When we decided to plan our trip, we only knew two things about Malta: it was supposed to be beautiful, and it’s easy to reach from Sicily. That didn’t even scratch the surface.
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For most North American travelers, the first real international travel experience is usually to Europe. There’s something about the continent that draws Americans. The majority of Americans can trace their roots back to European immigrants. For those without European ancestry, the people from across the Atlantic Ocean have shaped their lives. It certainly helps that most Europeans speak English easily and fluently, and the food closely resembles what we’re accustomed to in North America. For the majority of Americans, it can be reached in less than 8 hours of flying, which makes it an extremely accessible travel destination.
There’s so much to see, do and love in Europe. For history buffs, there are battlegrounds, monuments and museums. For cultural explorers, there are castles, markets, and immersive experiences. For foodies, there are Michelin-starred restaurants, cooking classes, and food markets. For outdoor and nature enthusiasts there are mountains and fjords to explore. Europe has it all. And we love it all. From the food markets of Provence to the wineries of Tuscany, Europe is delicious. From Ireland’s green rolling hills to the pristine beaches of Albania, it is beautiful. From the couture capital of Paris to the hot springs scene of Budapest, Europe is a cultural playground. Here are the best European experiences!
The mountains of Crete stretch on for miles. Except for a few rocky bits and areas punctuated by brilliant fuchsia wildflowers, everything is green. Of course there are olive trees—this is Greece, after all. But there are also miles and miles of perfectly manicured grapevines swooping down the slopes.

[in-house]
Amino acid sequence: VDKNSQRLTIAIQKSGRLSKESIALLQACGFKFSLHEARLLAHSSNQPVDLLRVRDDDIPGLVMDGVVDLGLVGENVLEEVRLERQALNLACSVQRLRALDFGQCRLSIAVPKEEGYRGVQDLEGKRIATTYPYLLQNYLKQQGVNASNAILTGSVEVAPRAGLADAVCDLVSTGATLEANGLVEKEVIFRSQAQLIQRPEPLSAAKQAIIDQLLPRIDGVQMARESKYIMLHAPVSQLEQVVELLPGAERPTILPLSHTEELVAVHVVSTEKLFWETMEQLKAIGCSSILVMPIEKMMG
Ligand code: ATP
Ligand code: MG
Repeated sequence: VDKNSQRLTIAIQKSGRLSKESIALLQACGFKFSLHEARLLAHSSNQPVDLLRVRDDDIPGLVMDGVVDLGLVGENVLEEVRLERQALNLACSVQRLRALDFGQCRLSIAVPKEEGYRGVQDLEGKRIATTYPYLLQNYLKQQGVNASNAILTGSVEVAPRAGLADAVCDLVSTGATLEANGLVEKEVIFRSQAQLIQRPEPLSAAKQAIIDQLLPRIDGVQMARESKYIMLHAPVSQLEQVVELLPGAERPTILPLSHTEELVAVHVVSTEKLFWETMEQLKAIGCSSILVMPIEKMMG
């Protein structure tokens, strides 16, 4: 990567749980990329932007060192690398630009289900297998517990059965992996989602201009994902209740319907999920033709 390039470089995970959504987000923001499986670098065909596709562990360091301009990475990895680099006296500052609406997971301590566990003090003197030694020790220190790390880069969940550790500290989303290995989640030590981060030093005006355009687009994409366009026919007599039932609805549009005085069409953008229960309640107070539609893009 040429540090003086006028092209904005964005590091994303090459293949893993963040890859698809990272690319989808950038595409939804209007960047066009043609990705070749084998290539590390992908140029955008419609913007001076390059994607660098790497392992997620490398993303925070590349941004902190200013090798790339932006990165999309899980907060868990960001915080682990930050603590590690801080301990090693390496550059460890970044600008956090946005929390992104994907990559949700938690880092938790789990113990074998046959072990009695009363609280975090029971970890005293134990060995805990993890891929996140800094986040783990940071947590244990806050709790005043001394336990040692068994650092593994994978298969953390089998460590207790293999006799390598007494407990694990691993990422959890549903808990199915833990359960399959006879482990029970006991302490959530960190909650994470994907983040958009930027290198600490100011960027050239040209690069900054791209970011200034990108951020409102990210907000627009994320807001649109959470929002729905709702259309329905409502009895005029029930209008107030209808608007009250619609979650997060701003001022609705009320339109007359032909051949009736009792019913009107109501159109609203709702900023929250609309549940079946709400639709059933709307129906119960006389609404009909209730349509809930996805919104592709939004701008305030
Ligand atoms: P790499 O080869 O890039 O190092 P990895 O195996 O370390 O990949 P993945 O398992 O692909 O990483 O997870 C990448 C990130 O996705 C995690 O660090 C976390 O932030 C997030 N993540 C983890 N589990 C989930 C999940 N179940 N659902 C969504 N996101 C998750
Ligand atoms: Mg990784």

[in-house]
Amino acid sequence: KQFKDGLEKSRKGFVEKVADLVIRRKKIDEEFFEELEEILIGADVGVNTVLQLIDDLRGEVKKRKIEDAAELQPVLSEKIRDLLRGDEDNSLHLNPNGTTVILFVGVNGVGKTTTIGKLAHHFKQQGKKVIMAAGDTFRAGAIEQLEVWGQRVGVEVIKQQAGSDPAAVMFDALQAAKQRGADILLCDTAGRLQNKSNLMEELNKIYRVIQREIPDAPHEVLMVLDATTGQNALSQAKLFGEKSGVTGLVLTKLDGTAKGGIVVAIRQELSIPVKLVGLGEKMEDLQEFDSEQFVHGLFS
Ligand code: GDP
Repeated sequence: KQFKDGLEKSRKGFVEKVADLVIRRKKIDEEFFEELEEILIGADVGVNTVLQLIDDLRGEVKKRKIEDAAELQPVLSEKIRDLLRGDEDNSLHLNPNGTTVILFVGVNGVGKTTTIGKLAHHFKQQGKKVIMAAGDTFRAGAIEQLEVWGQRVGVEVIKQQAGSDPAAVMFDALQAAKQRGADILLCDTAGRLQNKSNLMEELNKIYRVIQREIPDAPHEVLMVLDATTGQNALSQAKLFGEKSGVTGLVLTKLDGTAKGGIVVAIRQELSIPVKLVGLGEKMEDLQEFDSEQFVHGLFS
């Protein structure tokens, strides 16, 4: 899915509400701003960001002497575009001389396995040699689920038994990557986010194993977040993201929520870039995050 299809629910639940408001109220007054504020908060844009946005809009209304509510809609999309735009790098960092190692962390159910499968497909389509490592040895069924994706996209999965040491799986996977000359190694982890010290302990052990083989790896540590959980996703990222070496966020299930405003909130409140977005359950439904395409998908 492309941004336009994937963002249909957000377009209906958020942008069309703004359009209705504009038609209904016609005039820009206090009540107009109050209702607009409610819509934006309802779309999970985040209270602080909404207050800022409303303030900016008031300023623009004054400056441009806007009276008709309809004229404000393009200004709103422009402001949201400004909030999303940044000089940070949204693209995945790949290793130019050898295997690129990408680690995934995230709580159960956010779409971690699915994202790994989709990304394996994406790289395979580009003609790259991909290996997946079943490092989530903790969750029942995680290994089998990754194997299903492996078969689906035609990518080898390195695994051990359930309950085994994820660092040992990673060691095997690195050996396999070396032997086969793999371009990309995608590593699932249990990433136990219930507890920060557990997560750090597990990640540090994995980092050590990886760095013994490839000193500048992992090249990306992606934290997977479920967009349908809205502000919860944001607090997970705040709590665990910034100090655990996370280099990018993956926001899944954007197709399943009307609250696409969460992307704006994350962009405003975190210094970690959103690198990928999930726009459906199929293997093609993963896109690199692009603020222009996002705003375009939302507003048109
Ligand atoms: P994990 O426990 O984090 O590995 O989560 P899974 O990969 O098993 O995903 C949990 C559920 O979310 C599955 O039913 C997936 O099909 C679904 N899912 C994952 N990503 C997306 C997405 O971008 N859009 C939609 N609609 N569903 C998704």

In Copenhagen, you can visit the Meatpacking District, take a spin through animated Tivoli Gardens and even visit the beach on your way to the picturesque old harbor, all in a walk that barely breaks two miles. But that’s just a fraction of the things to do in this colorful old city.
Brasserie Cantillon is not your typical brewery. There is no walled-off, sterile brewing area, no stainless steel showpiece tasting room with fancy tap handles spouting pumpkin ale.
One of the interesting things about Italy is that each region has its own cuisine. While there are some commonalities, there are significant differences in what’s traditional and readily available on menus in different areas.
Most advice about Athens says that you can everything in this enormously historic city in one day. While that may get you the highest of the highlights, there’s more to Athens than that.
It’s not every day you step through the door of an upscale hotel and find a foosball table and bright red cartoons on the wall.
There are raging waterfalls, colorful fishing cabins, and millennia-old gorges known as fjords carved when the Earth was a much younger place. This route lets you see them all relatively quickly and easily.
When we visit a new place, we’re just as excited (sometimes moreso) to try new food as we are to see the sites. And when that food includes cheeses, pastries, desserts, and other local specialties, we know it’s going to be a great trip.
Brussels is a complex city. Both historic and modern, ornate and sleek, busy and quiet, the city has different personalities in only the span of a few blocks. But despite these contrasts (or maybe because of them), there’s something new and different at every turn. And I loved every bit of it.